The basic mechanism that allows one to map one black hole that is asymptotically flat into other that is asymptotically anti-de Sitter has been discussed in [24]. Here we shall refine this discussion by showing that what was there called shift transformation, is actually a property of the plane-wave solution. Consider the following non-extremal plane-wave solution in dimensions

(1) | |||||

where

(2) |

The coordinate is assumed to be periodic, with radius , so that has the topology of a cylinder. The constant of the off-diagonal part is chosen such that this term vanishes at . One may T-dualize in the -direction to obtain a solution that describes a non-extremal string. In this case, the off-diagonal part of the metric becomes the antisymmetric tensor of the new solution. Our choice of the constant in the off-diagonal part of (1) ensures that the latter is regular at the horizon [28]. We shall call the surface horizon since, as we shall shortly see, the plane wave solution when combined with certain other branes yields and black holes solutions with an outer horizon at . The area of the latter for the solution (1) is equal to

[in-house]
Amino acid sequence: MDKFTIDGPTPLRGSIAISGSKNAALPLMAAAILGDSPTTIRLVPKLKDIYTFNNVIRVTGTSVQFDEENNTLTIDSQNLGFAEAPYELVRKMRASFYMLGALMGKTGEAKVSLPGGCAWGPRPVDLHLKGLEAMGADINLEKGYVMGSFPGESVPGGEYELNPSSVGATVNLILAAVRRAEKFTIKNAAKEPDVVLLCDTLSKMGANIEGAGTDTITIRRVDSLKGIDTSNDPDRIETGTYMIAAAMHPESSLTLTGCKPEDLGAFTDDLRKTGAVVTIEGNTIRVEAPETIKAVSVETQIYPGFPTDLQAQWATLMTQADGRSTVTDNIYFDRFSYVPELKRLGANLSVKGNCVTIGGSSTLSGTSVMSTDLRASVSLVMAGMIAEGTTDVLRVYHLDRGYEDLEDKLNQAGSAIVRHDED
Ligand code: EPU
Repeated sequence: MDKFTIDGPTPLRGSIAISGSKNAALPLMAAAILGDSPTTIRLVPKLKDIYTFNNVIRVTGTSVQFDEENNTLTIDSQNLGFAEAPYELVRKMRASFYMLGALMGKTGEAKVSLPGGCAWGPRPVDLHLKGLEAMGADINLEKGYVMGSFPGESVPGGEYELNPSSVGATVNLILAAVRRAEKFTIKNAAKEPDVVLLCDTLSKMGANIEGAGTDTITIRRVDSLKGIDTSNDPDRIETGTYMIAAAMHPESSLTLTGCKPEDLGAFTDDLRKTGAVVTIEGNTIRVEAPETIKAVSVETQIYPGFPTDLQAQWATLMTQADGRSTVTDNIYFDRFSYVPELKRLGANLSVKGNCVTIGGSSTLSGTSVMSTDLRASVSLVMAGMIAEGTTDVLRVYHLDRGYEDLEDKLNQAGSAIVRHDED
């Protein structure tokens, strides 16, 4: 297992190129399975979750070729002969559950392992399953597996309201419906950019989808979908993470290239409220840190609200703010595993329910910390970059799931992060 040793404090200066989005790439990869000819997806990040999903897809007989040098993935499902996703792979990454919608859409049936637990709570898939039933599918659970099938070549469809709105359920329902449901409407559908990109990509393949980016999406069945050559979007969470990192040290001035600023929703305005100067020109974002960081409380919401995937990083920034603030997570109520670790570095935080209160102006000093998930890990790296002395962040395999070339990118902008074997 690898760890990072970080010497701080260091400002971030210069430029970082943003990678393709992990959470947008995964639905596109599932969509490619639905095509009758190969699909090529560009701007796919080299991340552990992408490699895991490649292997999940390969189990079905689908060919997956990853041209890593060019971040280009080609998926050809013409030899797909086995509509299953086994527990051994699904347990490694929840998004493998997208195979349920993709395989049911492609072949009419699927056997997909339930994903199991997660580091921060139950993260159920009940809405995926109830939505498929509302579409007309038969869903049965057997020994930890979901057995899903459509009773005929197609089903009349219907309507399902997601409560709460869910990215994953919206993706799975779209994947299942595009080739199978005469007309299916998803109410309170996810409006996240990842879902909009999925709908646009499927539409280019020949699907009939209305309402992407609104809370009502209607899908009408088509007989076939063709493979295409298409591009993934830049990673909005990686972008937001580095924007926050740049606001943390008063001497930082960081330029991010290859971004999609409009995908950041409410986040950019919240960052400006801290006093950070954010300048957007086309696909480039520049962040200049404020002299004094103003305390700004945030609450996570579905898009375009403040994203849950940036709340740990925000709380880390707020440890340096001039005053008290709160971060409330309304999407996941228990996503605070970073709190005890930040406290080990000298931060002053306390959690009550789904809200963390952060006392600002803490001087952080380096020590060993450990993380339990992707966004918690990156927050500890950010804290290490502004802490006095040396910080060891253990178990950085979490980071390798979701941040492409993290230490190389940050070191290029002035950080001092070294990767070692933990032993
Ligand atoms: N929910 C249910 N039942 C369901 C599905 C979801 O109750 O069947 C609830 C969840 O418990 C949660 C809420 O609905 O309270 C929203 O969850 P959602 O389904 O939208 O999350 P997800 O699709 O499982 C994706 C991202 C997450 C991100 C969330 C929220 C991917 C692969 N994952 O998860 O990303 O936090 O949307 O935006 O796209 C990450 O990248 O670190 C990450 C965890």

(3) |

where denotes the volume of the unit -sphere.

Let us perform the following coordinate transformation that preserves the cylinder:

(4) |

Requiring that the transformed solution still be of the form (1) and have vanishing off-diagonal part at like (1), and that the asymptotics be different, uniquely fixes to

(5) |

One obtains^{3}^{3}3
In the extremal limit the transformation (4) and the
metric (6) appear to be
singular. In this case, we have to rescale the coordinates and as
and . After taking
the limit in such a way that the charge
is kept fixed, we obtain a well-defined transformation (4)
with , and arbitrary.
The metric (6) has also a well-defined limit.
(with the primes in and dropped)

(6) |

where now

(7) |

Notice that the radius of is now equal to .
We shall call the transformation (4) the shift
transformation.^{4}^{4}4
The definition of the shift transformation is not the same
as the one employed in [24]. There the shift